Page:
The Office of Equity and Diversity provided assistance for 19 students to attend the society’s 45th Annual Convention in Detroit alongside 12,000 aspiring and practicing engineers, educators and representatives of more than 200 academic institutions, government agencies, corporations and nonprofit organizations.
“It was great to talk to employers face-to-face and learn about their companies. I was able to see myself working for those places and it was an environment where I could put into practice the interview skills I had learned by showing them why I am a good fit,” said Darack Nanto, an international student from Togo who recently graduated from ETSU for the second time.
He attended the convention to explore job opportunities in the U.S. where he could utilize his M.S. in technology with a concentration in engineering technology.
Patience Isine, who also attended the convention, is the founding president of the local chapter and a new alumna of the master’s in technology program. NSBE is one of the largest student-governed organizations based in the U.S., with more than 500 chapters and nearly 16,000 active members.
“Establishing a chapter of NSBE at ETSU opens up opportunities for students to collect more tools for their toolboxes and to set them apart from their peers,” said Dr. Keith Johnson, who advises the NSBE chapter at ETSU and serves as chairman of the Department of Engineering, Engineering Technology and Surveying and as a special assistant to the president.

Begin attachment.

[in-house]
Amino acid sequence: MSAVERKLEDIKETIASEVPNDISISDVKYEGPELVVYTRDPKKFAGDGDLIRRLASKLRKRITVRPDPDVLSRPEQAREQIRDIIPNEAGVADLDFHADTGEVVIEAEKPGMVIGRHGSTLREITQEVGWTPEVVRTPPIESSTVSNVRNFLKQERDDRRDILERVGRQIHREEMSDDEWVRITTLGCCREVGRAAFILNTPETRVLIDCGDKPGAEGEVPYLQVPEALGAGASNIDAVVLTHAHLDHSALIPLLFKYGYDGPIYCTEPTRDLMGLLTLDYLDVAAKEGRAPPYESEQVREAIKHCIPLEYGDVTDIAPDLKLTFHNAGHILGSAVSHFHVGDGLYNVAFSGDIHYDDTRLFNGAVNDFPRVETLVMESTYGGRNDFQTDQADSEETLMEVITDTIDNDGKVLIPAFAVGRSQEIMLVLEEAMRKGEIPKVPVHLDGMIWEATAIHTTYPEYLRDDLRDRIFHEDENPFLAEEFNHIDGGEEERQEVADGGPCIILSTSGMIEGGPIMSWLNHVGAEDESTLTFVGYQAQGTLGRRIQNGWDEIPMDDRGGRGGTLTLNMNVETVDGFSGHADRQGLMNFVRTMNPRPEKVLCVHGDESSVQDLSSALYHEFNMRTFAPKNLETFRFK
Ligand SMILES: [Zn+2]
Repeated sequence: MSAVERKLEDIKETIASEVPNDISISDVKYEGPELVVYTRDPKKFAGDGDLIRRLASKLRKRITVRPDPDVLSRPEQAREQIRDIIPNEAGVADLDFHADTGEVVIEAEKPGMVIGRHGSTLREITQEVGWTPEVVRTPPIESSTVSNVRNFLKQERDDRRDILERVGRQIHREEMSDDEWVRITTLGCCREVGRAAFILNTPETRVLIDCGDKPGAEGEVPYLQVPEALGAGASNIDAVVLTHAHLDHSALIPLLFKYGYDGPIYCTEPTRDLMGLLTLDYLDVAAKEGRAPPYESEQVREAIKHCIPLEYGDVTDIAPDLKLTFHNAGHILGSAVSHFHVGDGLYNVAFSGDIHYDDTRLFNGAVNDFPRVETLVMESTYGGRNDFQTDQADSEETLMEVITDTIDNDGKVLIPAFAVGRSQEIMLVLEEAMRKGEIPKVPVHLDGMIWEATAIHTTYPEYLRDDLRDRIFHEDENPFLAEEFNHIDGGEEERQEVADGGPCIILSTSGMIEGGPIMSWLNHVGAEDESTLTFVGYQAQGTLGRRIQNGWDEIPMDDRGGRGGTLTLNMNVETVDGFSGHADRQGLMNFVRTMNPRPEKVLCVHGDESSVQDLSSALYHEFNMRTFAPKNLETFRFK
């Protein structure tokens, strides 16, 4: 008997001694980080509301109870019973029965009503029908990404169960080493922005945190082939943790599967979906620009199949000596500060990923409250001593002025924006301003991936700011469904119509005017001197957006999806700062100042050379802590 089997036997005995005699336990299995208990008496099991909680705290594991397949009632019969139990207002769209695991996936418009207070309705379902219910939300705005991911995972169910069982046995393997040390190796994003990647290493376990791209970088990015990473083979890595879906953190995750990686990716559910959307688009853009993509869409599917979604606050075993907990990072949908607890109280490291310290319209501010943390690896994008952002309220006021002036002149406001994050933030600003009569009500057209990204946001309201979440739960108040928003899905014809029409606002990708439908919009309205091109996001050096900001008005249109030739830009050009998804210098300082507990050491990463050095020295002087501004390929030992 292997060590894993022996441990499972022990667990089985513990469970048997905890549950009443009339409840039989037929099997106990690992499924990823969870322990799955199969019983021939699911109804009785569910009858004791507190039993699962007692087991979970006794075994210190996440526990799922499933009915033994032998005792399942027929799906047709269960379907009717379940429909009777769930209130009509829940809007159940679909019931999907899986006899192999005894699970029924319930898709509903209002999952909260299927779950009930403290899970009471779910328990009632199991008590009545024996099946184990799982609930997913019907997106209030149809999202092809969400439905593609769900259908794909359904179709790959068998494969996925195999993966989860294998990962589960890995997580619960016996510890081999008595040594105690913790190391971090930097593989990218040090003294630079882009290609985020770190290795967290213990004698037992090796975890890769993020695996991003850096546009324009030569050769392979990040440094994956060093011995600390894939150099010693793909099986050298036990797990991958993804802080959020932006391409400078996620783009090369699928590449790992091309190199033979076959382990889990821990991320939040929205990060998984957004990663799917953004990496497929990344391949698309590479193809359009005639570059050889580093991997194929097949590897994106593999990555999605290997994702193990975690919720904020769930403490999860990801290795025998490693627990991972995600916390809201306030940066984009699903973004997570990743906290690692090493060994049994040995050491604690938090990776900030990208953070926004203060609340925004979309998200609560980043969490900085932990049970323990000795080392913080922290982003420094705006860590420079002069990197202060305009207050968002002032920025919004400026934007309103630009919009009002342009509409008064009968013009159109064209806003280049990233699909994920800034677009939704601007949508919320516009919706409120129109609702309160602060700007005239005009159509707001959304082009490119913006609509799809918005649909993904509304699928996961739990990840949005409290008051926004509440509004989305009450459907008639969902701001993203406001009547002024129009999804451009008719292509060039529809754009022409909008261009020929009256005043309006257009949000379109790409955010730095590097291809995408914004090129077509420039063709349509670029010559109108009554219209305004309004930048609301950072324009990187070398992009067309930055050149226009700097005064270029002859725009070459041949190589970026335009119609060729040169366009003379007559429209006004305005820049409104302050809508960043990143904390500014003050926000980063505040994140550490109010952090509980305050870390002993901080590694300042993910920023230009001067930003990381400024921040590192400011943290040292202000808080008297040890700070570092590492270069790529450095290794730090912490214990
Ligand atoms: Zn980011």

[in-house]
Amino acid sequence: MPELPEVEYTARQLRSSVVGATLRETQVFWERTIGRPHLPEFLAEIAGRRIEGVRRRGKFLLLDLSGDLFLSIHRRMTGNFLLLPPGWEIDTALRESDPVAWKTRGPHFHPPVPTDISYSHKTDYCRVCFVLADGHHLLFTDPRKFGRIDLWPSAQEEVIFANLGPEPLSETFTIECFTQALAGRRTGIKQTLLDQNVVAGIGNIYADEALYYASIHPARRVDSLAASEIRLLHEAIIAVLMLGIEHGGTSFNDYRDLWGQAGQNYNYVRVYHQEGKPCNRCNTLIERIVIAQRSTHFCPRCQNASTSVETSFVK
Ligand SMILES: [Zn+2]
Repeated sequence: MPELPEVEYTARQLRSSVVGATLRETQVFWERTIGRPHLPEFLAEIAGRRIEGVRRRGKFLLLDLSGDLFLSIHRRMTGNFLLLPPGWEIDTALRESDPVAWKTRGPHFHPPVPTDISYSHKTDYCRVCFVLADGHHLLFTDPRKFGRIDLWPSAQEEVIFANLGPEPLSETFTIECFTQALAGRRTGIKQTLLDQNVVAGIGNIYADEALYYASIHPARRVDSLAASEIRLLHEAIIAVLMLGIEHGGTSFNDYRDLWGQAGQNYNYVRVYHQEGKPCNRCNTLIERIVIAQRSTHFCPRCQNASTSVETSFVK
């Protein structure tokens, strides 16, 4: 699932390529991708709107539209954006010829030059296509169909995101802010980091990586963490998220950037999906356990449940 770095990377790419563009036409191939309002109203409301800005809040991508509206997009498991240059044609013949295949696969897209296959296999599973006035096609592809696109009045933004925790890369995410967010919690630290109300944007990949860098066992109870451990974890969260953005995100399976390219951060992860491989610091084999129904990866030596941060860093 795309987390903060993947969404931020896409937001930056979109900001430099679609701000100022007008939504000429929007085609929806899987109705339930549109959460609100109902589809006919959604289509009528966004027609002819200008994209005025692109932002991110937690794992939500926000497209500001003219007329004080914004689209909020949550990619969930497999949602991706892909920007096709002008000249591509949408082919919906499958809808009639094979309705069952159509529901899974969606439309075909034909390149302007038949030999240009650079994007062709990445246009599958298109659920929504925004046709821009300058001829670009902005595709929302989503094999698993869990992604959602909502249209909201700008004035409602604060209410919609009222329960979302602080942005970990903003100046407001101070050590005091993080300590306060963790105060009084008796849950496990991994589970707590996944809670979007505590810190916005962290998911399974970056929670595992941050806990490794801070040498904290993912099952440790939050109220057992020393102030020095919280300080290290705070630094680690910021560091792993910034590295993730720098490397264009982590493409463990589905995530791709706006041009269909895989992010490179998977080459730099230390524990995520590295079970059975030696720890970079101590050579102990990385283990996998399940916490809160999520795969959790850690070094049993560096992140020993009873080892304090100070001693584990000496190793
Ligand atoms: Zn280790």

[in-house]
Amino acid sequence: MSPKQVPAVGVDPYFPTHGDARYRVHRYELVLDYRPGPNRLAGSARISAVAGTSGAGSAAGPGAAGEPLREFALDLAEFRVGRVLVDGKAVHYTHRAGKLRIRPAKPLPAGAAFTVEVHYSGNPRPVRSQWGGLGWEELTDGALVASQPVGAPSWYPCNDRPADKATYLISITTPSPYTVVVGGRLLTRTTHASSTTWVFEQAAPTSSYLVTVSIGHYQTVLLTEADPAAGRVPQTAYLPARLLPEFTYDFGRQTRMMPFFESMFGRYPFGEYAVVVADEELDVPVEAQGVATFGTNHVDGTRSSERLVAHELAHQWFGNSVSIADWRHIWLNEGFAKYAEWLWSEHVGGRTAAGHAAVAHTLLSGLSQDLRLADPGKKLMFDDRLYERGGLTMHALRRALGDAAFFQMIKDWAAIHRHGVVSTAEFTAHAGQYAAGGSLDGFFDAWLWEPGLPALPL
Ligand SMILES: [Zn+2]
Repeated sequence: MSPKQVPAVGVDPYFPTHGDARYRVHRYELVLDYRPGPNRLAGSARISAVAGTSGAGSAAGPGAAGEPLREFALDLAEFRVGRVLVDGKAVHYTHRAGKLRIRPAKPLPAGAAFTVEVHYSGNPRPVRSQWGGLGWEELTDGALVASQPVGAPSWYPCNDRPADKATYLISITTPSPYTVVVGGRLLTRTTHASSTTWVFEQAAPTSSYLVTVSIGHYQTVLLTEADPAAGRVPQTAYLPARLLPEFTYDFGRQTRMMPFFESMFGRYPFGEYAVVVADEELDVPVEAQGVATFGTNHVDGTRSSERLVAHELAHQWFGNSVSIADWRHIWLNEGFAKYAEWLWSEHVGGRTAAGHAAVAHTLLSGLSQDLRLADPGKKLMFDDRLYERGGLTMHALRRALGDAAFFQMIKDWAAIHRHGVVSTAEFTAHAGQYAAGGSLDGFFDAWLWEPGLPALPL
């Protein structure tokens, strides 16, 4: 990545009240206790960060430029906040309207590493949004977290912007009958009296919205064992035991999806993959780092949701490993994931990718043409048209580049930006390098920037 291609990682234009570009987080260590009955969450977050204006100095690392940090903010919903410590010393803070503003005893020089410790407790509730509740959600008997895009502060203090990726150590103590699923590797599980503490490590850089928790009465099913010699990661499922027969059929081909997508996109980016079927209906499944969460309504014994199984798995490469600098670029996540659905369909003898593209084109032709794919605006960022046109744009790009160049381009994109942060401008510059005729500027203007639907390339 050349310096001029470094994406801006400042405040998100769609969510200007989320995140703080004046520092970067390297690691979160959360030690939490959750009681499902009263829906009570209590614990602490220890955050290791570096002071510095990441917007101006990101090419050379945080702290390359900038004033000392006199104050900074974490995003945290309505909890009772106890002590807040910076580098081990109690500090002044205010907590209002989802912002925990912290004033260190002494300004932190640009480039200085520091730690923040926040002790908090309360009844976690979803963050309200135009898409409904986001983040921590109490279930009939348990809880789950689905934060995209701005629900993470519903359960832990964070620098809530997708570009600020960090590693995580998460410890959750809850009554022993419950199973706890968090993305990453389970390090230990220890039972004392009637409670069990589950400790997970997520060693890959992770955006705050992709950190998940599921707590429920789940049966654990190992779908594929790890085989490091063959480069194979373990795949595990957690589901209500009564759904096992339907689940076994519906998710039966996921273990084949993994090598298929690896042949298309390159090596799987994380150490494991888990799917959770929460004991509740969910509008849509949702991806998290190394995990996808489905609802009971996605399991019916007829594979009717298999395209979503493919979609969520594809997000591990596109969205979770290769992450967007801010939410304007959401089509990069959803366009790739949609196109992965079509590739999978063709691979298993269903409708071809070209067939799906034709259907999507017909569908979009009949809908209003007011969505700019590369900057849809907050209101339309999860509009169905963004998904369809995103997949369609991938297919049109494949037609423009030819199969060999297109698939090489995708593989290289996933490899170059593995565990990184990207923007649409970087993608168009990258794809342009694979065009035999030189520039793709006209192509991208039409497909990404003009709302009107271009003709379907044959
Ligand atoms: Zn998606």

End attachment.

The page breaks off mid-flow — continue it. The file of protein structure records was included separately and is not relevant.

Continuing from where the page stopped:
In addition to attending the NSBE Annual Convention, the ETSU chapter organized an OSHA training certification workshop and the group is considering Six Sigma Green Belt and project management training in the future.
The mission of the NSBE is “to increase the number of culturally responsible black engineers who excel academically, succeed professionally and positively impact the community,” the group said.
By adding an NSBE chapter at ETSU, the university is addressing the need for diversity in STEM professions and the shortage of technical workers.
“We’re experiencing growing demand for employment in technical fields so we must prepare students to backfill positions that will be vacated as baby boomers retire,” Johnson said. “Jobs are becoming more technical, even those that previously may have not been technical in nature, so our workforce has to be better trained.”
For more information about academic programs available in the Department of Engineering, Engineering Technology and Surveying and the NSBE chapter at ETSU, visit www.etsu.edu/cbat/applieddesign.